You can save this file to any folder you like; just put it somewhere easy to access. I’ve saved it to my desktop in this example.
Next up, we need to open that SFD file in a text editor. You could use plain old Notepad (which comes pre-installed with all Windows computers) or any other text editor. This screenshot is from Notepad++, which has a more robust set of editing tools for text-based coding. (It’s also a free open source program like FontForge.)
Once again, you don’t need to edit this code in any way. All we’re going to do is print it to a PDF.
Go to your printer options, and select “Adobe PDF” if you have it. Then click on the “Preferences” button, about halfway down the right side of that Print window. You’ll get the Printing Preferences window. Under the Layout tab, you can select how many pages of code you want to appear on each page of the PDF.
I’ve generally gone with 4 pages of code for every portrait-style page of the PDF. It shrinks the PDF down to a quarter of the size it would be if you just straight-up printed it, while still keeping everything large enough that you can easily read the code.
(How big can these get? With four pages of code to every page of the PDF, my font Barn Dance still has a PDF that’s 342 pages long. Alternately, Pinsetter is a 95-page PDF, with two pages of code per PDF page. It all depends on how many nodes/handles/sections are in each letter, and how many characters you have; all of those elements have their own lines in the code.)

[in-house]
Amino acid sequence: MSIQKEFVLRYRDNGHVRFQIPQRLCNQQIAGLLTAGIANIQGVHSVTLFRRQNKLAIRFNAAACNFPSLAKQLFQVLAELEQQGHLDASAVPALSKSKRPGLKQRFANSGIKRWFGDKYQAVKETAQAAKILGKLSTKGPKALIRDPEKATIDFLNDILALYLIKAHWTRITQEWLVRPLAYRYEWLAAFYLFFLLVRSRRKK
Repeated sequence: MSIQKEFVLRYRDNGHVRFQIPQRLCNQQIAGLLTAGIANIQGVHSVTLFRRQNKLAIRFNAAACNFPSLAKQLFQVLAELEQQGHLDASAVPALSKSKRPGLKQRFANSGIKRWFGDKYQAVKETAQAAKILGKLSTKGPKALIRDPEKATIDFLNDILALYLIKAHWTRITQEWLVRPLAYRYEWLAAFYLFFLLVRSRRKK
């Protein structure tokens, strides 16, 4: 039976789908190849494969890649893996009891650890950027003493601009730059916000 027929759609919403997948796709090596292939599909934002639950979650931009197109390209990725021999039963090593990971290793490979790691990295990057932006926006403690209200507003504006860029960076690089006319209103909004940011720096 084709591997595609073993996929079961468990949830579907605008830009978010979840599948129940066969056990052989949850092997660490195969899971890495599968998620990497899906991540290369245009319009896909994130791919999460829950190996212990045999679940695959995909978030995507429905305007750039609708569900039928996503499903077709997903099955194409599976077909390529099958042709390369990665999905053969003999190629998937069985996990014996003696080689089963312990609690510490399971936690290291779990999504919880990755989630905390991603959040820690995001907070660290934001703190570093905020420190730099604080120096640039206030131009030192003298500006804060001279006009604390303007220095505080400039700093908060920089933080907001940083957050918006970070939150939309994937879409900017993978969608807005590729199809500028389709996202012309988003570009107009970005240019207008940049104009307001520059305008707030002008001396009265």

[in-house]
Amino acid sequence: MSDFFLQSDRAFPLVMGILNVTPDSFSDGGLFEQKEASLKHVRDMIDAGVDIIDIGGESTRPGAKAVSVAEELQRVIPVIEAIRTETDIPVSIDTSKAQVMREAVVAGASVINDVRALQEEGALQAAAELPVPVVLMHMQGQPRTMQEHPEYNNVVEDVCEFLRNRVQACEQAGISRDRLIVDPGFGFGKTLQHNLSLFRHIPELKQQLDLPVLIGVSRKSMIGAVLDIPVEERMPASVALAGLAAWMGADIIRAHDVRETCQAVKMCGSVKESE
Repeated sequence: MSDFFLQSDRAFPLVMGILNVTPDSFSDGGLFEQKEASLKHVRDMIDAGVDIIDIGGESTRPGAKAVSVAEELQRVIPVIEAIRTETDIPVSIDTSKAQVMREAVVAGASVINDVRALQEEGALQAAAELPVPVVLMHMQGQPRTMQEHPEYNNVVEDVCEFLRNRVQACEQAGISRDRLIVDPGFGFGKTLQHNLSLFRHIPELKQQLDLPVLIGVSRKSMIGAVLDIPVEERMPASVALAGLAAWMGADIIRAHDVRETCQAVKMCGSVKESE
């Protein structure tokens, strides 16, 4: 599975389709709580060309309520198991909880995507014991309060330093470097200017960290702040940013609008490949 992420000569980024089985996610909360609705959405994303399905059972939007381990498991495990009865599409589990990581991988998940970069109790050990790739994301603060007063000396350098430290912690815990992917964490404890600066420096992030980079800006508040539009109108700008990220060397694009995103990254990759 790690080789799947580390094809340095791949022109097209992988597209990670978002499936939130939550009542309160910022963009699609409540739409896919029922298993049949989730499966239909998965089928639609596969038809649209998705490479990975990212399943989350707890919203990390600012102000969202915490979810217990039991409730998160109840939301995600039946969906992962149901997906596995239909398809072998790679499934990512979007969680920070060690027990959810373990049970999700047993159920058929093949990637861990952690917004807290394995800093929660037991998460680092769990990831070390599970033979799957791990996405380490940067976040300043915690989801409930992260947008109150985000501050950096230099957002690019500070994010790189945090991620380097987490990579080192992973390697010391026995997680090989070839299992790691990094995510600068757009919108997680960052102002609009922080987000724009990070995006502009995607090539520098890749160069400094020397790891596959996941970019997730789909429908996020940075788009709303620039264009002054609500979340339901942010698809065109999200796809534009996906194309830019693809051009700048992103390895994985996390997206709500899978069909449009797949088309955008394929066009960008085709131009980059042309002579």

Once you have a PDF of the source code of your font, you’re ready to register!
WELCOME TO THE COPYRIGHT WEBSITE!
I’ll admit right off the bat, the Copyright.gov website is … not great. This home page is surprisingly hard to navigate, for having as little content as it has. To start the registration process, you’ll want to click on the “Register” box, on top of the photo of a band looking at their instruments.
From here, you have two options: if you’d like to get more information, and make sure that you’re registering in the right category, you can click on “Other Digital Content” down below, over the top of the picture of a man looking at a computer.
When you’re ready to start the application, click on the “Log in to the Electronic Copyright Office (eCO) Registration System” link at the top. If you don’t already have an account with the eCO system, you’ll need to create one.
Once you’ve created an account and you’re logged in, you’ll want to click on the “Standard Application” link, the only link under the big red Register a Work heading. Since your source code contains both work that you’ve created (the shapes of the letters, as well as your kerning and other formatting,) and work created by others (standardized code churned out by your font creation program), this is the form you have to use.